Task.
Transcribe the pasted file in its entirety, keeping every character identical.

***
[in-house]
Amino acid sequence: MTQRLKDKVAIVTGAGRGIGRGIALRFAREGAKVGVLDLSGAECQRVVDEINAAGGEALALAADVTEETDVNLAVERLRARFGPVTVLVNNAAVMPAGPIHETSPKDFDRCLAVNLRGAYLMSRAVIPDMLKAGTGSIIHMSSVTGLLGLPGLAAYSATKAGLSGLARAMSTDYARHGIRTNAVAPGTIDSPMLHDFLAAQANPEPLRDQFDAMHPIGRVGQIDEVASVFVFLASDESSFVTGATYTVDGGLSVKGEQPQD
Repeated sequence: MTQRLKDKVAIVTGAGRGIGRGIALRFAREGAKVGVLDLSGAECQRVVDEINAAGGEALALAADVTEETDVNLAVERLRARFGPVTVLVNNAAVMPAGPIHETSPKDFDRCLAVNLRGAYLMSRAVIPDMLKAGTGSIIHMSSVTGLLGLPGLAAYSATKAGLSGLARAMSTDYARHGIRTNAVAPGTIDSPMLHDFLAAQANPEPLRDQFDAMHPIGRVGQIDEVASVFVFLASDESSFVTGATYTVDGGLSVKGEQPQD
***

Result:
[in-house]
Amino acid sequence: MTQRLKDKVAIVTGAGRGIGRGIALRFAREGAKVGVLDLSGAECQRVVDEINAAGGEALALAADVTEETDVNLAVERLRARFGPVTVLVNNAAVMPAGPIHETSPKDFDRCLAVNLRGAYLMSRAVIPDMLKAGTGSIIHMSSVTGLLGLPGLAAYSATKAGLSGLARAMSTDYARHGIRTNAVAPGTIDSPMLHDFLAAQANPEPLRDQFDAMHPIGRVGQIDEVASVFVFLASDESSFVTGATYTVDGGLSVKGEQPQD
Repeated sequence: MTQRLKDKVAIVTGAGRGIGRGIALRFAREGAKVGVLDLSGAECQRVVDEINAAGGEALALAADVTEETDVNLAVERLRARFGPVTVLVNNAAVMPAGPIHETSPKDFDRCLAVNLRGAYLMSRAVIPDMLKAGTGSIIHMSSVTGLLGLPGLAAYSATKAGLSGLARAMSTDYARHGIRTNAVAPGTIDSPMLHDFLAAQANPEPLRDQFDAMHPIGRVGQIDEVASVFVFLASDESSFVTGATYTVDGGLSVKGEQPQD